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San Gandolfo Festival
The 7th Wednesday after Easter and the 3rd week end in September
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The Most Holy Crucifix
Starts May 1st
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La Sagra delle Nocciole (The Hazelnut Festival)
Always in August usually after the 15th, a moveable date

Lo Sfoglio
Late August

Santa Lucia
December 13


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Lured by a Palazzo

Posted by Suzanne on 08 Nov 2013

It’s July 3rd 2010, Palazzo Notar Nicchi is ready for its welcoming party.

The house is ablaze with lights and every shutter is open to the street. Old terracotta oil jars full of wild flowers from the mountains stand in rooms filled with friends and family from Australia, London, Milan, Palermo and Polizzi Generosa. You can hear the music of a folk Sicilian band and jazz. Seven years ago these rooms were empty, floors were sunken and the walls were collapsing.

When I first started coming to Polizzi Generosa with my family in September 2003 in search of an old Sicilian house, the elderly man who was sitting opposite Palazzo Notar Nicchi then, still sits on his wooden dining chair on the street’s edge dressed in his suit and greets us as he did a decade ago. Every time I return Signor Giovanni Di Blasi welcomes us with “bentornato”.

September 2003 in Polizzi was alluring and intoxicating. The town was silent except for the beat of the solo drummer walking the streets as it was gearing up for the 3-4 day festival of San Gandolfo the patron saint.

We found a B&B up a flight of worn stone stairs in Via Dogana and after 4 days of waking to the smell of coffee brewing and witnessing the saint’s mournful, fun filled 3 day festival we were lured.

We were told of Palazzo Notar Nicchi, we inspected a 19th century villa in a hazelnut grove out of town, and an apartment with its own private chapel and hidden rose garden in a very grand palazzo in the village. Yet the possibility of a palazzo on the main street of this town intrigued me. To be able to watch the village quietly from the balconies and to open the front door into this village was enticing.

When the faded Sicilian green door to the palazzo was finally pushed open in late September 2003, to have our first look inside, Baron Leonardo Signorino the son of the owner Baronessa Signorino was finally with us. As I stepped into the entry I heard the greeting, “Buongiorno Barone”.  Even after nearly 70 years of Italy being a republic the Sicilians still operate in a faded world of titles and formality.

There were earlier meetings made where the Baron was to have turned up with the keys yet he never showed. We were met instead by his long standing family lawyer Avvocato Messineo in his legal studio on Via Garibaldi. We were greeted formally and were told how a famous Hollywood actor was also interested. I thought that this was just a bit of mad deception but it turned out to be true. We met the famous character actor in 2004 on a misty December night in Polizzi on the passeggiata.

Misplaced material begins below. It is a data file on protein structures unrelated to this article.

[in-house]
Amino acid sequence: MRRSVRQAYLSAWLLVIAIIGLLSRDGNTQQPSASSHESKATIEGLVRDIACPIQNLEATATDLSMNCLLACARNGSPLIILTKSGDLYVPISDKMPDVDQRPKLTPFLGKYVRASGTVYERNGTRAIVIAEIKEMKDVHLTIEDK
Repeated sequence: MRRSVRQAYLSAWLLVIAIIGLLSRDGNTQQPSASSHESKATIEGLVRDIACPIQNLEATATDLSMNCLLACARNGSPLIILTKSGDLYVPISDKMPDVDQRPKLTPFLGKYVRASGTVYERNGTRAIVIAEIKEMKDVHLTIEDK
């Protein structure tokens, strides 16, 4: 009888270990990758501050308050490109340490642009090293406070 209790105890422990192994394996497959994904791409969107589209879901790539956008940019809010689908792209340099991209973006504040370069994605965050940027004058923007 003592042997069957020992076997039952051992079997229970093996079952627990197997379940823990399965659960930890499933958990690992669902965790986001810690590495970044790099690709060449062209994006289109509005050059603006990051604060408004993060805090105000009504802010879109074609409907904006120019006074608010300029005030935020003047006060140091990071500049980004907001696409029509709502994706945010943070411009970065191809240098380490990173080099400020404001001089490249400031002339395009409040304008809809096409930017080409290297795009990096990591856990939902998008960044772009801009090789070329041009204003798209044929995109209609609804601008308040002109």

Beyond the front door of the house beds were still made and kitchens still stacked with pots. A surgery was still set up with instruments arranged behind glass doors, books in Latin from the 1600’s and magazines on music, travel and farming were piled on tables and ledges. Family portraits of titled Sicilian relatives still hung on the walls.

Entering water had loosened decorated plastered ceilings and frescoed scenes of Sicily had fallen to the collapsing floors. The heavy stone walls were caving in, the basket caned ceilings were exposed and hundreds of pigeons had roosted for decades.

Palazzo Notar Nicchi was once the Polizzi home of the Nicchi family, a family of notary after notary until the late 1700’s. It was now in the family of the Baron’s mother and had been for a couple of centuries.

As a young boy the Baron had lived there with his parents and sisters. In the late 1960’s the family moved to the grand family home Palazzo Signorino in Via Roma, Polizzi Generosa.

The Baron showed us the bedroom of his childhood, his Uncle Eugenio’s surgery and the bedroom of his parents. He pointed out the spot where Eugenio died one wintry night after dinner, sitting by the fire.

When we saw the palazzo on that cool late September morning it had been closed up for over 30 years.

We were yet to see first hand the 'Byzantine' methods of the Sicilians. When we tried to settle the sale of the palazzo in April 2004 we were thrown into another world. The Baronessa had died two weeks after signing the contract in the January and the full force of the complexity of Italian property law and inheritance law was to last almost a year.




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